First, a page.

The Life and Letters of Elizabeth Prentiss eBook

This eBook from the Gutenberg Project consists of approximately 929 pages of information about The Life and Letters of Elizabeth Prentiss.
England stayed, has just lost two children after a few days’ illness.  They were buried in one coffin.  Old Gideon Howland, the richest man here, is also dead.  The papers are full of deaths.  Our dear baby is nine months old to-day, and may God, if He sees best, spare her to us as many more; and if He does not, I feel as if I could give her up to Him—­but we don’t know what we can do till the time comes.  I hear her sweet little voice down stairs and it sounds happy, so I guess she feels pretty comfortable.

Sabbath Evening.—­The baby is better, and I dare say it is my imagination that says she looks pale and puny.  She is now asleep in your study, where too I am sitting in your chair.  I came down as soon as I could this morning, and have stayed here all day.  It is so quiet and pleasant among your books and papers, and it was so dull up-stairs!  I thought before your letter came, while standing over the green, grassy graves of Lizzie Read, Mary Rodman, and Mrs. Cadwell, [7] how I should love to have dear Abby in such a green, sweet spot, where we could sometimes go together to talk of her.  I must own I should like to be buried under grass and trees, rather than cold stone and heavy marble.  Should not you?

* * * * *

II.

Birth of a Son.  Death of her Mother.  Her Grief.  Letters.  Eddy’s Illness and her own Cares.  A Family Gathering at Newburyport.  Extracts from Eddy’s Journal.

Passing over another year, which was marked by no incidents requiring special mention, we come again to a birth and a death in close conjunction.  On the 22d of October, 1848, her second child, Edward Payson, was born.  On the 17th of November, her mother died.  Of the life of this child she herself has left a minute record, portions of which will be given later.  In a letter to his sister, dated New Bedford, November 21st, her husband thus refers to her mother’s departure:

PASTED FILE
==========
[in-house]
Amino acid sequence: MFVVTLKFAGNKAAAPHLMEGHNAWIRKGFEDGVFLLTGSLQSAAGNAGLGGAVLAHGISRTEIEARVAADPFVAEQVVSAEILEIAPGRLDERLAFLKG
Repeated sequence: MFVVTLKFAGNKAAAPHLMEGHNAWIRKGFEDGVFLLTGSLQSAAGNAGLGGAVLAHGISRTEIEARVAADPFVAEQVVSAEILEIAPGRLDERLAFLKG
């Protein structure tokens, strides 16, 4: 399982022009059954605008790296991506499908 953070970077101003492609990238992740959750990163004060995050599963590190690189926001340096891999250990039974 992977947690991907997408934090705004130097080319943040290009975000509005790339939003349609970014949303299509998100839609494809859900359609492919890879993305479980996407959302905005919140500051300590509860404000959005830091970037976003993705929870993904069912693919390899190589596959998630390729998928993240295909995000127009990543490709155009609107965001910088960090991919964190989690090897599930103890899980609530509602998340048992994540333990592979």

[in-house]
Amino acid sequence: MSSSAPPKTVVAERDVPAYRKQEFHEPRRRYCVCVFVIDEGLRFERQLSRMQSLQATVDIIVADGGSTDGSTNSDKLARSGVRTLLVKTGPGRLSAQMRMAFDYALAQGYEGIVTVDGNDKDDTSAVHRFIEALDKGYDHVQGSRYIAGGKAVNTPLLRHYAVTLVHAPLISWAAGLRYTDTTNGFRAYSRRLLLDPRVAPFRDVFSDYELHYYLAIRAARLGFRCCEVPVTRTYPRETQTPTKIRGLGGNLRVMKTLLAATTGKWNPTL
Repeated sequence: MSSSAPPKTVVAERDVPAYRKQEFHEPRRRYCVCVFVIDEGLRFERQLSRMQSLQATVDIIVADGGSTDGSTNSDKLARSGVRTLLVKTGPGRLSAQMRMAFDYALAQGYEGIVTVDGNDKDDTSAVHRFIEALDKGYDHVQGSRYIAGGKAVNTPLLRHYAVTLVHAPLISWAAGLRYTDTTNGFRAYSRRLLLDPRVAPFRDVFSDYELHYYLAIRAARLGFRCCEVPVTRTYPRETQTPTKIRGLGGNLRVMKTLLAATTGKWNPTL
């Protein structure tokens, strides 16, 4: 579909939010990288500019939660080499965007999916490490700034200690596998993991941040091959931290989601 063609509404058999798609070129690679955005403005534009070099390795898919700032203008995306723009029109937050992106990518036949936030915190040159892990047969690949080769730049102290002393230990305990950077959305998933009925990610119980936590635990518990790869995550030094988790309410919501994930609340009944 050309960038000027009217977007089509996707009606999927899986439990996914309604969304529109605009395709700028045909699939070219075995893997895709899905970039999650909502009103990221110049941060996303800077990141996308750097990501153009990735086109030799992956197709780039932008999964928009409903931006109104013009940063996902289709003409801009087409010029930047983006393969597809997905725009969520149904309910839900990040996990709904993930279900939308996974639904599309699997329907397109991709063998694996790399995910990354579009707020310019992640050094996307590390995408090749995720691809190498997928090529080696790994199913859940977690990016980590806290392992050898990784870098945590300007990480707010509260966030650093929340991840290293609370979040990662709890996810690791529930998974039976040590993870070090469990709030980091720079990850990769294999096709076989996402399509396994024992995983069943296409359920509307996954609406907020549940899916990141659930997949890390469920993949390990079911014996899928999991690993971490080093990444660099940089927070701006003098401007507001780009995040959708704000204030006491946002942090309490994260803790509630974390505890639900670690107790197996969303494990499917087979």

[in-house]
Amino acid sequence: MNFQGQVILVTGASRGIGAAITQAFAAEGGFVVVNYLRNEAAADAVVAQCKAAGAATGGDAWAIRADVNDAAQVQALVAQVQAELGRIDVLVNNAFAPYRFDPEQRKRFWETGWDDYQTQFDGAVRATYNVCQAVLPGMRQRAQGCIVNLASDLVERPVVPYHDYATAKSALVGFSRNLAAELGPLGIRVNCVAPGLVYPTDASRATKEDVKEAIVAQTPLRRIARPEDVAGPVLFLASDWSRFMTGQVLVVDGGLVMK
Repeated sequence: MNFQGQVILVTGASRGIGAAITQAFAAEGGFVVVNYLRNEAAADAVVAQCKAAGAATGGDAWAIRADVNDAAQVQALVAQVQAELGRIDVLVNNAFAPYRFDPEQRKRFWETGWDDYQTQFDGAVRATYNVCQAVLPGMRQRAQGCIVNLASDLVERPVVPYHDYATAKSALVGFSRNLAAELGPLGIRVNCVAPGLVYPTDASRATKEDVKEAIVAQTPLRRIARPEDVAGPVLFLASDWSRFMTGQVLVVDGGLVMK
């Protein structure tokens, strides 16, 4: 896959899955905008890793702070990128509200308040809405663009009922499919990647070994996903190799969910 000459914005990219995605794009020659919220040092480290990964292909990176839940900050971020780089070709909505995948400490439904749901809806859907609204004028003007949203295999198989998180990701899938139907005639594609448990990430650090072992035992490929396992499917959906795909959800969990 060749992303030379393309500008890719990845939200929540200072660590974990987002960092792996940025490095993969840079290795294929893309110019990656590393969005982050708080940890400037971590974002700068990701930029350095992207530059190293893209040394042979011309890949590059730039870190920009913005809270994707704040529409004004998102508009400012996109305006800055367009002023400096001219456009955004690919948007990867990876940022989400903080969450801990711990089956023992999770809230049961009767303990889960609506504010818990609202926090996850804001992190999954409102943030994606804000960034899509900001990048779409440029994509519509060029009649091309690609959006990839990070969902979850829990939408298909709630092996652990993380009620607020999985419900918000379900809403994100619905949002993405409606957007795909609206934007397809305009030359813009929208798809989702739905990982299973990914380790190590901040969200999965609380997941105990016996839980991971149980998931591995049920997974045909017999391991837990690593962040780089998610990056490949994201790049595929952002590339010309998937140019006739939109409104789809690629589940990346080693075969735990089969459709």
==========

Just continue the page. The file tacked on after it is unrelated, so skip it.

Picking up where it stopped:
We have just received the sad intelligence of Mother Payson’s death.  She passed away very peacefully, as if going to sleep, at half-past five on Friday afternoon.  Dear Lizzy was at first quite overwhelmed, as I knew she would be—­for her attachment to her mother was uncommonly tender and devoted; but she is now perfectly tranquil and will soon, I trust, be able to think of her irreparable loss with a melancholy pleasure even.  There is much in the case that is peculiarly fitted to produce a cheerful resignation.  Mrs. Payson has been a severe sufferer; and since the breaking up of her home in Portland, she has felt, I think, an increasing detachment from the world.  I was exceedingly struck with this during her visit here last winter.  She seemed to me to be fast ripening for heaven.  It is such a comfort to us that she was able to name our little boy! [8]

Mrs. Payson died in the 65th year of her age.  She was a woman of most attractive and admirable qualities, full of cheerful life and energy, and a whole-hearted disciple of Jesus.  A few extracts from Mrs. Prentiss’ letters will show how deeply she felt her loss.  To her youngest brother she writes: 

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The Life and Letters of Elizabeth Prentiss from Project Gutenberg. Public domain.
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